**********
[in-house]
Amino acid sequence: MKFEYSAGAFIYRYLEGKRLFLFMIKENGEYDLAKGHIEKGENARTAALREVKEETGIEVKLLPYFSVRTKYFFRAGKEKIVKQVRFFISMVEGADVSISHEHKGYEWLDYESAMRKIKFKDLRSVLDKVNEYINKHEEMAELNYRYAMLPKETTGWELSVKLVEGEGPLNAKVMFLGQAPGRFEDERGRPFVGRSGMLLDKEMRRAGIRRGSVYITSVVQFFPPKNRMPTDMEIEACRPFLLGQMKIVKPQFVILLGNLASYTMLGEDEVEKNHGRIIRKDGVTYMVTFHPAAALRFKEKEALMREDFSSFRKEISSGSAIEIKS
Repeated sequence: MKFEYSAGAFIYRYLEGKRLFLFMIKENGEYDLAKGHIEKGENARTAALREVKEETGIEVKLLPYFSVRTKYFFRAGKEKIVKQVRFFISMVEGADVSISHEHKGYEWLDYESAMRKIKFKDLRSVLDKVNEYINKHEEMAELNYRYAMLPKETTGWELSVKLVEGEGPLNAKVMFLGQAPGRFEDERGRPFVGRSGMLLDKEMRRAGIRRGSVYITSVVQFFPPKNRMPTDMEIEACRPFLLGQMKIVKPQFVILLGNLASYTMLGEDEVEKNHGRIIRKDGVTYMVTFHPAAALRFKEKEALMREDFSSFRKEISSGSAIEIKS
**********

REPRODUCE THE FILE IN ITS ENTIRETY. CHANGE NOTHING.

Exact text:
[in-house]
Amino acid sequence: MKFEYSAGAFIYRYLEGKRLFLFMIKENGEYDLAKGHIEKGENARTAALREVKEETGIEVKLLPYFSVRTKYFFRAGKEKIVKQVRFFISMVEGADVSISHEHKGYEWLDYESAMRKIKFKDLRSVLDKVNEYINKHEEMAELNYRYAMLPKETTGWELSVKLVEGEGPLNAKVMFLGQAPGRFEDERGRPFVGRSGMLLDKEMRRAGIRRGSVYITSVVQFFPPKNRMPTDMEIEACRPFLLGQMKIVKPQFVILLGNLASYTMLGEDEVEKNHGRIIRKDGVTYMVTFHPAAALRFKEKEALMREDFSSFRKEISSGSAIEIKS
Repeated sequence: MKFEYSAGAFIYRYLEGKRLFLFMIKENGEYDLAKGHIEKGENARTAALREVKEETGIEVKLLPYFSVRTKYFFRAGKEKIVKQVRFFISMVEGADVSISHEHKGYEWLDYESAMRKIKFKDLRSVLDKVNEYINKHEEMAELNYRYAMLPKETTGWELSVKLVEGEGPLNAKVMFLGQAPGRFEDERGRPFVGRSGMLLDKEMRRAGIRRGSVYITSVVQFFPPKNRMPTDMEIEACRPFLLGQMKIVKPQFVILLGNLASYTMLGEDEVEKNHGRIIRKDGVTYMVTFHPAAALRFKEKEALMREDFSSFRKEISSGSAIEIKS